On the lumpenproletariat

An historical reconstruction
and a conceptual critique

The concept of the “lumpenproletariat” sits uneasily within Marxian class analysis. It is an unstable, even incoherent category, not only in terms of its theorization but at the level of social reality itself. Nowhere did Marx or Engels or their successors provide a rigorous or exhaustive account of lumpens as a group or lumpenization as a process. Rather, there are snippets of text which can be compiled regarding the lumpenproletariat’s role in modern life.

Politically, most Marxists would agree this role is negative — or rather has been at crucial junctures in the past. From the lazzaroni of Naples in 17991 through the garde mobile of Paris in 1848,2 up to the tsarist черносотенцы in Russia after 19053 and the fascist Sturmabteilung in Germany during the interwar period,4 members of the lumpenproletariat have often served counterrevolutionary ends. At best, they are considered unreliable; at worst, predisposed to corruption. Either way, lumpens are not to be counted on when push comes to shove.

Yet these are merely scattered instances, not an overarching framework of society. While perhaps of anecdotal significance, they cannot be used to predict how this segment of the populace would act in any given situation. Historic tendencies may of course be noted, but it is important not to make the present just an index of the moments that led up to it. Otherwise one risks lapsing into vulgar empiricism,5 always a temptation for historians.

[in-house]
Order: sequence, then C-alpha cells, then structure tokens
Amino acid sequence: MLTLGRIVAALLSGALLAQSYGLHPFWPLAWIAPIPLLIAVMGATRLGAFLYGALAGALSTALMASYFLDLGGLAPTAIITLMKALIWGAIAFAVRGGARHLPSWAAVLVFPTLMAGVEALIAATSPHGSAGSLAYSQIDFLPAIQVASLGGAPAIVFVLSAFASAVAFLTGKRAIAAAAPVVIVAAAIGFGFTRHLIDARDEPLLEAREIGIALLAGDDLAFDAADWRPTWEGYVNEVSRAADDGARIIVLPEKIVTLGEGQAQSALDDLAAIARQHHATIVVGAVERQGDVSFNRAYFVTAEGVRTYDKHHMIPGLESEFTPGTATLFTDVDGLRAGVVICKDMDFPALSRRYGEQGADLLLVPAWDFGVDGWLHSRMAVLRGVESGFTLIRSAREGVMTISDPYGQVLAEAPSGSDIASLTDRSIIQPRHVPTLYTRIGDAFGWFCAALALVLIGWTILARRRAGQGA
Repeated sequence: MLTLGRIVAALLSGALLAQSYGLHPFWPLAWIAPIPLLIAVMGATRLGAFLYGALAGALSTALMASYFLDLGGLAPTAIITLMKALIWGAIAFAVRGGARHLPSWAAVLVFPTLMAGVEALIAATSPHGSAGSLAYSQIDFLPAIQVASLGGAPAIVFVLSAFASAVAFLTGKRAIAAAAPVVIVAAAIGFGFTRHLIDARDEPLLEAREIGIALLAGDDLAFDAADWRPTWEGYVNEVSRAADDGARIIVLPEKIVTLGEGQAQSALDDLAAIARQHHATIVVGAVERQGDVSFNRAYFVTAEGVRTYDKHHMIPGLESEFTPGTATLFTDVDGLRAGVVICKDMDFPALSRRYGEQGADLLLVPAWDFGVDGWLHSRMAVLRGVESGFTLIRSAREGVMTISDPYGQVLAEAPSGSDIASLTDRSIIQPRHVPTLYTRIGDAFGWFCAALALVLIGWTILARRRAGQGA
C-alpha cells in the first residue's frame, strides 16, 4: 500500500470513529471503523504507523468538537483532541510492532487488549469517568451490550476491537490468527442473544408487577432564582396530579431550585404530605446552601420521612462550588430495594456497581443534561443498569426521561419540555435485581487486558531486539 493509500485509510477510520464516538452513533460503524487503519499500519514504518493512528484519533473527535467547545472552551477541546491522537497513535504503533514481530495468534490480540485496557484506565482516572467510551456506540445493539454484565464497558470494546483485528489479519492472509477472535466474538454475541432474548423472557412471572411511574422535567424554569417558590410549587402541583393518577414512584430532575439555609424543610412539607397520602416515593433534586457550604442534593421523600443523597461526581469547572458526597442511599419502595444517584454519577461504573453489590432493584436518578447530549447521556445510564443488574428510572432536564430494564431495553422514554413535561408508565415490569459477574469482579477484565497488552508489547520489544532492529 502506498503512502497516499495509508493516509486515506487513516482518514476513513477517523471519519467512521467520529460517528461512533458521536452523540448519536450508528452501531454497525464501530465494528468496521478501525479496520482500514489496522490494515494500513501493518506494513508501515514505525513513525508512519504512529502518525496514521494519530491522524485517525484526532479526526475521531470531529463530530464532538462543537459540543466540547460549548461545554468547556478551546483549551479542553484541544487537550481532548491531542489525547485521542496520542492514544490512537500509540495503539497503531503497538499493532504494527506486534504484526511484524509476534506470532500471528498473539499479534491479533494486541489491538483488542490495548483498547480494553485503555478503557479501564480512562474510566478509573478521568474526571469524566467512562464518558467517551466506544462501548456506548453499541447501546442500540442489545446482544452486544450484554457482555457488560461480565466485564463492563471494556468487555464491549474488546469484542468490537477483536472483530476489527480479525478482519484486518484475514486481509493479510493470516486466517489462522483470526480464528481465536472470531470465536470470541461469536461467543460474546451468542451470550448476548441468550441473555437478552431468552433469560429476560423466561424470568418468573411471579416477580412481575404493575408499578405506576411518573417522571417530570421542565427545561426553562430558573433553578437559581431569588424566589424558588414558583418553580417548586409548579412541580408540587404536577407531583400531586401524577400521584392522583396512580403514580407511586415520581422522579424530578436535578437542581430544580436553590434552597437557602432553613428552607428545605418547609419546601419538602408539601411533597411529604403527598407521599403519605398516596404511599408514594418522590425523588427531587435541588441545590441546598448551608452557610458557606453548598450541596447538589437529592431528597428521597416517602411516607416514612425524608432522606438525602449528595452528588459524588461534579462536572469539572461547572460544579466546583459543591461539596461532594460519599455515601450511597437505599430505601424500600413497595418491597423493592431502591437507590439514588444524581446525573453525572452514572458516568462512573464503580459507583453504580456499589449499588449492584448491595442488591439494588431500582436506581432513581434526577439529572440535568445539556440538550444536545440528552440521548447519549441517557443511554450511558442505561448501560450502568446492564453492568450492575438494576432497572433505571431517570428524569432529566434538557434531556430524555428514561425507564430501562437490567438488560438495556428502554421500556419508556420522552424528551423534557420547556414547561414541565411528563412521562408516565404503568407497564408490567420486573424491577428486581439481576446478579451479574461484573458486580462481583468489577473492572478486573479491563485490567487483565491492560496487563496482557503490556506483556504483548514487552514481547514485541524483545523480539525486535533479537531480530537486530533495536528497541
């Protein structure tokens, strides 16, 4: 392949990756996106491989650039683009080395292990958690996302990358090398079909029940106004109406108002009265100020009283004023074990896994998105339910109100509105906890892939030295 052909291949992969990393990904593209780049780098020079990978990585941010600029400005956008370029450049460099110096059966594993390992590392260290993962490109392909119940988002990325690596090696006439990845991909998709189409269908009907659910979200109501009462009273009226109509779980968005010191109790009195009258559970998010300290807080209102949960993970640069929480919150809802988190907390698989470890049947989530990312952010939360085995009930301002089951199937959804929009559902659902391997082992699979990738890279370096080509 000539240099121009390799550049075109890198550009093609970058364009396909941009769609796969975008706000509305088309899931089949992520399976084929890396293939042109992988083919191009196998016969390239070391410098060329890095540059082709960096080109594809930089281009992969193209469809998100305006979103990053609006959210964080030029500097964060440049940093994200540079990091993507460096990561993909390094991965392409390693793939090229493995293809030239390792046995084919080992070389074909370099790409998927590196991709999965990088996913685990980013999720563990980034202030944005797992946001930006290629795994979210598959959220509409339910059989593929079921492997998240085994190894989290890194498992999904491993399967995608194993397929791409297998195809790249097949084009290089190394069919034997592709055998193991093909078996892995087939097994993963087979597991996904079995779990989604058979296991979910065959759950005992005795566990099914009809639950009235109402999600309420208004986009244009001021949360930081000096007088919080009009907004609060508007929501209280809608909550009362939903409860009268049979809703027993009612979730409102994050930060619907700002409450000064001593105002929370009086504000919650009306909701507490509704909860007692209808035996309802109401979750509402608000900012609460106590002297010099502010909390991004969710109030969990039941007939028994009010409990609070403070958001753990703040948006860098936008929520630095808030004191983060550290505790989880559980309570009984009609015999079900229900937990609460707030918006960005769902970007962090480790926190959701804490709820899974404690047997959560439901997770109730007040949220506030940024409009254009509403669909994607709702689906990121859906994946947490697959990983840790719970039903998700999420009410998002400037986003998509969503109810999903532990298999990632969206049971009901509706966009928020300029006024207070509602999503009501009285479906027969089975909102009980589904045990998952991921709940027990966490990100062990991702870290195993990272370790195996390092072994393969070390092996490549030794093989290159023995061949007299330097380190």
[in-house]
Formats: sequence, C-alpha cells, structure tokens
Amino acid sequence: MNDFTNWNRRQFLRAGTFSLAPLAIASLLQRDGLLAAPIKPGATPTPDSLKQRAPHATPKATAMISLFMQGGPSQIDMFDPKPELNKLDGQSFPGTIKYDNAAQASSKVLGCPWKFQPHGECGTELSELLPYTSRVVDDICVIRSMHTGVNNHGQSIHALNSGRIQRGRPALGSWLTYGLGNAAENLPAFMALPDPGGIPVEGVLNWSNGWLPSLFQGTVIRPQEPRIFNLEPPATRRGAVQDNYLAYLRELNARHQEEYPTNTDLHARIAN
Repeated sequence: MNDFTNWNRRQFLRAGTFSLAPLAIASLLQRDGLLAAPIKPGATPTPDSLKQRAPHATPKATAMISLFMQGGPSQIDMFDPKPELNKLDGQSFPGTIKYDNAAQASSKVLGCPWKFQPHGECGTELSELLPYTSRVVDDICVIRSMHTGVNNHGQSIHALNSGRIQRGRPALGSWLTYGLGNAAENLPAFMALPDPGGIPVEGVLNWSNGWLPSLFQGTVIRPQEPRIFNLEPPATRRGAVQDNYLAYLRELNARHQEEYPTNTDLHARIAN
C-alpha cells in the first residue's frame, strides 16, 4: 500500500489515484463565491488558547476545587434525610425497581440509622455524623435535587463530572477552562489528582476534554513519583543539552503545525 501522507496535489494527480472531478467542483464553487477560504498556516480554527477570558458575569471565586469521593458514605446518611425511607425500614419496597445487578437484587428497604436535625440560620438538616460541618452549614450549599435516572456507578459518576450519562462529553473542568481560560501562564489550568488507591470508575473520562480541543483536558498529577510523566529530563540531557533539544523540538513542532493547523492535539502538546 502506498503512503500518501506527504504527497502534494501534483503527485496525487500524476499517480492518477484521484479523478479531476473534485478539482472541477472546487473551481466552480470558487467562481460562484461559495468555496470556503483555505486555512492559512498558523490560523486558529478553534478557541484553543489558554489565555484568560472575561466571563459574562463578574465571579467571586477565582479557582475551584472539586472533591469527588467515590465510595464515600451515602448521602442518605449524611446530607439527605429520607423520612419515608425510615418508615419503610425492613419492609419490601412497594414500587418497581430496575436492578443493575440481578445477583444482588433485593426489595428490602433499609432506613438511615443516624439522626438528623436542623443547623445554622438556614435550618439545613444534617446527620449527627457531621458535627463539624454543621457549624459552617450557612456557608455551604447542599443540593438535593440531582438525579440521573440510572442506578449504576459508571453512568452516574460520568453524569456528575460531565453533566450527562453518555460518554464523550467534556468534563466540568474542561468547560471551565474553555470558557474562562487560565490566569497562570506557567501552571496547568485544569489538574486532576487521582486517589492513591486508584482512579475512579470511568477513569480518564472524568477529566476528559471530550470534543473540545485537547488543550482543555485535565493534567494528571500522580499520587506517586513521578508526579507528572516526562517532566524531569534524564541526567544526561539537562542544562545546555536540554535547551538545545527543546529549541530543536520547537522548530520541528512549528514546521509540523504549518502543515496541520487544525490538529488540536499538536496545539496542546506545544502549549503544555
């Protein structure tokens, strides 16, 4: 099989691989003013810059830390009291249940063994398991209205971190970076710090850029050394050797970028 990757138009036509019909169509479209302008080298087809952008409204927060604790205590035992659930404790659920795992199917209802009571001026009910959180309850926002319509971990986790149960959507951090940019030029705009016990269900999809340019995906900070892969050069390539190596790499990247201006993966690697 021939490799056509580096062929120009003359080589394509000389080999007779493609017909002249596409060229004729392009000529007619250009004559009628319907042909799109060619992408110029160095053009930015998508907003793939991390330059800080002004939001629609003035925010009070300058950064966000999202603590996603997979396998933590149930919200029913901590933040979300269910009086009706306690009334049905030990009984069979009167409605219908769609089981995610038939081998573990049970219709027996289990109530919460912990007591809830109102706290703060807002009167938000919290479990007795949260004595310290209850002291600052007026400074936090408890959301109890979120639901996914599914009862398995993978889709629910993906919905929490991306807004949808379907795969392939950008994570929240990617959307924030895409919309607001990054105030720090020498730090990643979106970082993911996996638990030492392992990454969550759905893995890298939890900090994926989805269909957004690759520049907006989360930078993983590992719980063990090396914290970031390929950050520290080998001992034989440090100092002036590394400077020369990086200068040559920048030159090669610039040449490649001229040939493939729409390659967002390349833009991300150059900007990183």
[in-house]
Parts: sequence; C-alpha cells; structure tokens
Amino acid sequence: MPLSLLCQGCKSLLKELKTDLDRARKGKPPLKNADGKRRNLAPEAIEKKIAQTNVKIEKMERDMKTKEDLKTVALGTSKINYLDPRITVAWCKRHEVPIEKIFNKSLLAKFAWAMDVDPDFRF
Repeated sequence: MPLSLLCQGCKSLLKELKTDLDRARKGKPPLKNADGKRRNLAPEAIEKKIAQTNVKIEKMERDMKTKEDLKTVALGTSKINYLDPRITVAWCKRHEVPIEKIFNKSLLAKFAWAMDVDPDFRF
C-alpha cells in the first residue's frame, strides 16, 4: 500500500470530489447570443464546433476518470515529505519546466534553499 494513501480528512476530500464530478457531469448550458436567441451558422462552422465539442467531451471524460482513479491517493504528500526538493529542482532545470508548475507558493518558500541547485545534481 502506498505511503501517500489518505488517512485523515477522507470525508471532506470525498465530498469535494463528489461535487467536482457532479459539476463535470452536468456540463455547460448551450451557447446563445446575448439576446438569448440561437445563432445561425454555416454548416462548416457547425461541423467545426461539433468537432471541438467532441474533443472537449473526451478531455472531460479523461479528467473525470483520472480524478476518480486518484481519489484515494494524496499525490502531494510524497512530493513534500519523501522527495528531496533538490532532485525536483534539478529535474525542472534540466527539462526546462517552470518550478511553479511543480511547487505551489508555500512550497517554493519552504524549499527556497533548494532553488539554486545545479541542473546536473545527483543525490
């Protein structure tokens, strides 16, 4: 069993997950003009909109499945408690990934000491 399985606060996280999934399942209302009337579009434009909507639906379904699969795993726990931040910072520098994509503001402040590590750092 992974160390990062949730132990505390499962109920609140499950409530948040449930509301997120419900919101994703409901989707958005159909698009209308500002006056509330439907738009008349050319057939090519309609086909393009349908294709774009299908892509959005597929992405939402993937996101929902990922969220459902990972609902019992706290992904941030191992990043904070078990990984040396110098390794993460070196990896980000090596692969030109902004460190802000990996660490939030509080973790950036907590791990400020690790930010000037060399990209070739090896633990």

Moreover, communists must be extra careful when the concept is deployed against a backdrop like the migrant crisis. Condemnations of lumpen criminality all too easily echo rightwing rhetoric about “law and order.” Such talking-points are already pervasive in the media, with horror stories reported nightly on the news. Xenophobic and racist attitudes are fueled by middle-class fears of gang violence, which is but the flipside of police violence. Ultimately, crime itself is determined by whatever the bourgeois state deems to be legal or illegal at the time.6

A pair of recent articles have been published advancing a left communist approach to this question. Nuevo Curso examines the brutal effects of lumpenization in Spain alongside heightened xenophobia,7 while Workers’ Offensive looks back on the glorification of the lumpenproletariat by the Black Panther Party in the US.8 Both articles raise a number of salient points, some of which bear repeating, but do so in a rather ham-fisted manner. Greater precision is required for their message to come across, if they want to avoid maudlin moralistic postures.

What the present essay aims to accomplish is thus an historical reconstruction of the category, as well as a critique of its contemporary uses. It will be divided into three primary sections, each subdivided into two subsections:

  • First, it will highlight some ambiguities in the Marxist definition of the lumpenproletariat to show how vague it is. These are not simply the result of confused thinking, either, but reflect the real messiness of life at the fringes of capitalism.
  • Having clarified the core concept and furnished a material basis, its ideological function can now be laid bare from left to right. On both poles of the political spectrum, the figure of the lumpenproletariat is by turns glorified and vilified.
  • Characteristically “lumpen” practices such as looting and rioting may then be interrogated to see whether they impede working-class militancy. Put otherwise, must revolution be on the table for counterrevolution to even be possible?

Just to be clear, the goal here is not to place lumpenproletarians at the forefront of proletarian struggle or make them into the vanguard of the class. Still less does this essay want to replace the proletariat as the identical subject/object of history, as workers remain uniquely positioned to overthrow the capitalist system. Least of all does it seek to rehabilitate the lumpenproletariat as a group or deny how awful the process of lumpenization can be. Continue reading “On the lumpenproletariat”